Empty Church for FuneralThe COVID-19 pandemic has significantly impacted social gatherings. Weddings, baptisms, and parties of all kinds have been postponed or severely limited in terms of attendance. Naturally, shelter-in-place restrictions have also affected funerals. With traditional memorials curtailed, both death care professionals and mourners adopt alternative means to celebrate deceased loved ones’ lives.

Professional Guidance for the Funeral Industry

The National Funeral Directors Association provides several resources for industry professionals on several topics such as burials and cremations of individuals who had COVID-19, filling out death certificates, shipping remains, and assisting with visitations and funerals. The CDC’s recommendation to limit public gatherings to 10 people or less also applies to funerals and memorial services. The NFDA comments that this effectively restricts services, burials, and wakes to immediate family only. It also advises directors to ensure that local authorities have not prohibited such gatherings. Connecticut currently limits public assemblies to five people or less, while New Jersey has banned funerals entirely.

In light of the situation, the NFDA suggests that directors offer private viewing options for now and allow families to hold larger memorial services at a later date. Directors can also livestream funerals and memorials, thanks to a webcasting license available from the NFDA. The license handles permissions for copyrighted music, livestreaming software, and streaming platforms such as Zoom, Vimeo, and Facebook.

Effects on Death Care Workers and Grieving Families

Vox’s Alex Ward discusses how COVID-19 health and shelter-in-place precautions have impacted both death care workers and deceased individuals’ families. For many, it’s making an already emotionally difficult time even more challenging. Attendance restrictions mean that many mourners must only attend memorials through livestreaming or not at all. Mourners carefully maintain the recommended six feet of distance between one another, so small physical gestures like a hug, a shoulder pat, or a simple squeeze of the hand are noticeably absent.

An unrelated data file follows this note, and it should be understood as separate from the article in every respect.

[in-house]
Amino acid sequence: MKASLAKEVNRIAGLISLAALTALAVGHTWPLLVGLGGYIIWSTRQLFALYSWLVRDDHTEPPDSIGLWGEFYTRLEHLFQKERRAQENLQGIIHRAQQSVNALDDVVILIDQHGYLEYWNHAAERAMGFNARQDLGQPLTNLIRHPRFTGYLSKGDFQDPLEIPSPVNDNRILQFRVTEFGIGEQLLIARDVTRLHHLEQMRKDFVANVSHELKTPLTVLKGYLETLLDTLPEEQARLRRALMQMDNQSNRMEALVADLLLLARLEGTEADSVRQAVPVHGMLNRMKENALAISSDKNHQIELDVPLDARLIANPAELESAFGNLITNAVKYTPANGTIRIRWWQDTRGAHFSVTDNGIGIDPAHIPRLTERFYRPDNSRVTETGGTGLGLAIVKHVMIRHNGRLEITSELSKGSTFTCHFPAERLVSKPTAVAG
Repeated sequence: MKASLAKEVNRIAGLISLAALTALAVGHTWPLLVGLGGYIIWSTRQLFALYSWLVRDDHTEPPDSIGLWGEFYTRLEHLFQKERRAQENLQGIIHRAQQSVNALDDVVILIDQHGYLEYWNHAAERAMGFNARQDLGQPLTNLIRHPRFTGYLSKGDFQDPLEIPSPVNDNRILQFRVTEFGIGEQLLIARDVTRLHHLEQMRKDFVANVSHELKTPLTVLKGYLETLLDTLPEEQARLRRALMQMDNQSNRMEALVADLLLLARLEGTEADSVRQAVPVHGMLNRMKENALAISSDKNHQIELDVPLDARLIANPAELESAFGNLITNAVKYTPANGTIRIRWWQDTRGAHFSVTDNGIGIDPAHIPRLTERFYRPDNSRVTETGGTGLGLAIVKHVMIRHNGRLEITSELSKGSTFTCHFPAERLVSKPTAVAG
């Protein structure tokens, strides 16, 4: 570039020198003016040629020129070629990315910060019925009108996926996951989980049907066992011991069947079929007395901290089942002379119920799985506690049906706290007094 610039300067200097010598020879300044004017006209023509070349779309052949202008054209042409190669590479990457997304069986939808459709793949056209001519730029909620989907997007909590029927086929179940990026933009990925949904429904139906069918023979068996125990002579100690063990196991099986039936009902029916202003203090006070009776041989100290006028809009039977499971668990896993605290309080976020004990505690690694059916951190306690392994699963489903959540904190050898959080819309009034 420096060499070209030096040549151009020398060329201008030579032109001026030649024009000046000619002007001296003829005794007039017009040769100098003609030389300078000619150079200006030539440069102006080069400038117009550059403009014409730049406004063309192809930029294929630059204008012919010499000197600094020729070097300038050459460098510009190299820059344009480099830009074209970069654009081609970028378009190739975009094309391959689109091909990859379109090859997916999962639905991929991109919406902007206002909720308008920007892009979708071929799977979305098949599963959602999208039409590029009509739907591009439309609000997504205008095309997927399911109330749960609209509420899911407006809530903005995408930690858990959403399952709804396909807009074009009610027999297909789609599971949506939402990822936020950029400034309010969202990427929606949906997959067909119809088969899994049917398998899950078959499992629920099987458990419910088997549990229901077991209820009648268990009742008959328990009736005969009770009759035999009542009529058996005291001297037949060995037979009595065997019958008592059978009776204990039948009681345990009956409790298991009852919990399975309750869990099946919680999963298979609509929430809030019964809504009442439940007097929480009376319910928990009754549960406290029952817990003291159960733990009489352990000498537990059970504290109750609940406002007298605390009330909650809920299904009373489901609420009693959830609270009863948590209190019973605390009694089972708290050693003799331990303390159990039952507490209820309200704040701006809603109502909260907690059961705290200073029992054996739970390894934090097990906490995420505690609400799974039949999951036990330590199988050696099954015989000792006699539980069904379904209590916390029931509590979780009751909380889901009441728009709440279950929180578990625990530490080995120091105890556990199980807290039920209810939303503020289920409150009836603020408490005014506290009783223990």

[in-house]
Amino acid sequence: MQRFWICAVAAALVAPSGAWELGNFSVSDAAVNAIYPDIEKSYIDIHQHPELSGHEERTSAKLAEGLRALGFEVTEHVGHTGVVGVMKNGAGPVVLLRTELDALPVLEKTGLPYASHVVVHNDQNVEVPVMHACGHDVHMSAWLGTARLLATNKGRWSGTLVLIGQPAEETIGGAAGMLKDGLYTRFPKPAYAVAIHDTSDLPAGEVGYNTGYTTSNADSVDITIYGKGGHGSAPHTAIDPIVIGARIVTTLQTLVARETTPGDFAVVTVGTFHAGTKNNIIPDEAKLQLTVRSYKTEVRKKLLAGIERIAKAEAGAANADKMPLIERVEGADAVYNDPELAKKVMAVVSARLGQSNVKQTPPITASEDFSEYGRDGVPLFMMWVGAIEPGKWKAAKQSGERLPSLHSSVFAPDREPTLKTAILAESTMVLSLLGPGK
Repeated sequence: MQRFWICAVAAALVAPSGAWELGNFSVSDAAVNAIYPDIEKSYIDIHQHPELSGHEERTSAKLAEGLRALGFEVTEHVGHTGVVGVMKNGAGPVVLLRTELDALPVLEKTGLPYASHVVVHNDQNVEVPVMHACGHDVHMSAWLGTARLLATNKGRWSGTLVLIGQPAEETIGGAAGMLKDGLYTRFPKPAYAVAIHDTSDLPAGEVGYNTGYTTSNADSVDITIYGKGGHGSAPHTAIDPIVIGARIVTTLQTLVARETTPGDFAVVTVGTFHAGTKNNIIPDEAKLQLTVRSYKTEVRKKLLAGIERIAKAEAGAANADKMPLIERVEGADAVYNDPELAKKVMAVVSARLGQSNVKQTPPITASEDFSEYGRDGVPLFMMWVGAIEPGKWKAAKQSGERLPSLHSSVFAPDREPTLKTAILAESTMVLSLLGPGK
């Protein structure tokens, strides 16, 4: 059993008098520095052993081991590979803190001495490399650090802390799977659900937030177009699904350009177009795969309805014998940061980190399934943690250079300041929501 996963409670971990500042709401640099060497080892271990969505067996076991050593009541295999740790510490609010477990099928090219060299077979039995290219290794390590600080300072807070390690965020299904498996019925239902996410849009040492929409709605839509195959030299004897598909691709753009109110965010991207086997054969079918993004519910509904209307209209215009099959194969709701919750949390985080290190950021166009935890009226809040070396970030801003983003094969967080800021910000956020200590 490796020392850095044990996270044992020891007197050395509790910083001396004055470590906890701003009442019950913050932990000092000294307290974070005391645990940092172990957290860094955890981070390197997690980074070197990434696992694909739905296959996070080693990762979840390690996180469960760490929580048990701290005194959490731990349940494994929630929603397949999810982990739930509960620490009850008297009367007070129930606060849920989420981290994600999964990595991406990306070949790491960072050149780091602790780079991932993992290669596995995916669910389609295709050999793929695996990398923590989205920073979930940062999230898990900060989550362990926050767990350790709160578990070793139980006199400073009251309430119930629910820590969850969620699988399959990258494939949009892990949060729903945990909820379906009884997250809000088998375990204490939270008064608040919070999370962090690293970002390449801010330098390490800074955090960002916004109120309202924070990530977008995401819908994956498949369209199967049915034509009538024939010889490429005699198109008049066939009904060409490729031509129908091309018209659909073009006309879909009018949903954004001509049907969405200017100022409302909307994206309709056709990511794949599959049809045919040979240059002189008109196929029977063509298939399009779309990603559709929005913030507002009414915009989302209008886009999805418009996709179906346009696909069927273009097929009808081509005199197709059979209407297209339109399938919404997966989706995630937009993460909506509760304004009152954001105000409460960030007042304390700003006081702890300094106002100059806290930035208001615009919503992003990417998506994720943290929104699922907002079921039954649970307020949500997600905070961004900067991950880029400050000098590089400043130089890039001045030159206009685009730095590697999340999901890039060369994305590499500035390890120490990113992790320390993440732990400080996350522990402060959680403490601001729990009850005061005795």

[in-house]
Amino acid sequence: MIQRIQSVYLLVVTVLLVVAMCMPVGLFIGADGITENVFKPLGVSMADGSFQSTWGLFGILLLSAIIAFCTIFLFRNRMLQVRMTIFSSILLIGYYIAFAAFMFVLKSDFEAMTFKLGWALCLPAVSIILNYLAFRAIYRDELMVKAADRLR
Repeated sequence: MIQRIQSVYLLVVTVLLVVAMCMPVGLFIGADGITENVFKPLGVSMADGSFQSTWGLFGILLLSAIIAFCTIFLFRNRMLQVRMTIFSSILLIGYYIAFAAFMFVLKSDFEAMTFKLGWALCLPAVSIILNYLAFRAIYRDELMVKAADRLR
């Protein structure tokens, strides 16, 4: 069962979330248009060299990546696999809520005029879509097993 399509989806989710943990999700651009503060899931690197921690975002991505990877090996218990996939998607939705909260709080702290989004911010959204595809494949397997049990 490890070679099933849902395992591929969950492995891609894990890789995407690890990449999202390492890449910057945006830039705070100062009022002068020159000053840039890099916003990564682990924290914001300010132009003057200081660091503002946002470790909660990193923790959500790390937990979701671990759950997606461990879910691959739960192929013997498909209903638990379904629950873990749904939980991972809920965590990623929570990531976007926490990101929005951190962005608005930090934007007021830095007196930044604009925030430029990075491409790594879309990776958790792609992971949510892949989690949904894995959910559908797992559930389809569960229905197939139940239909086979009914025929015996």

COVID-19 has upended life for providers of traditional funerary services. For death doulas like Alua Arthur, it’s introduced a whole new paradigm to delivering care. Based in Los Angeles, Arthur provides emotional support and planning assistance to help people prepare for their deaths. Where Arthur and other doulas provided services in person, they now use video technology. Arthur describes the experience as “grief compounding grief”: the sorrow that comes with death exacerbated by the inability to choose how one dies or ways to memorialize the deceased.

Meaningful Remembrances in Unusual Times

To help industry workers and bereaved individuals, the Order of the Good Death created a COVID-19 Toolkit. Founded in 2011, the Order seeks to minimize modern society’s fears and anxieties about death. With that in mind, it offers several resources to help others find ways to grieve and memorialize their loved ones. “How can we cultivate social and emotional connection without the benefit of being physically present?” the Order asks.

Players of simulation and sandbox games like Animal Crossing New Horizons, Minecraft, and The Sims 4 are crafting cemeteries, shrines, memorial gardens, and even characters based on deceased family and friends. Others host communal meals on Zoom, Skype, FaceTime, and other video platforms: Everyone cooks their own dishes, then gathers on video chat to eat and socialize. The Order’s other suggestions include collaborative playlists, sending care packages, online meetups, and listening parties. Creating virtual altars is another way to memorialize a loved one, and you can host these in private curated online spaces such as a Facebook Group or an invite-only subreddit.

Adapting to New Realities

Community support is vital during the grieving process, and people are finding ways to meet that need while socially distancing. Online platforms are vital channels, but death care industry professionals are also stepping in with solutions. Human ingenuity and determination prove that people will always find new ways to connect.

Category: Funeral

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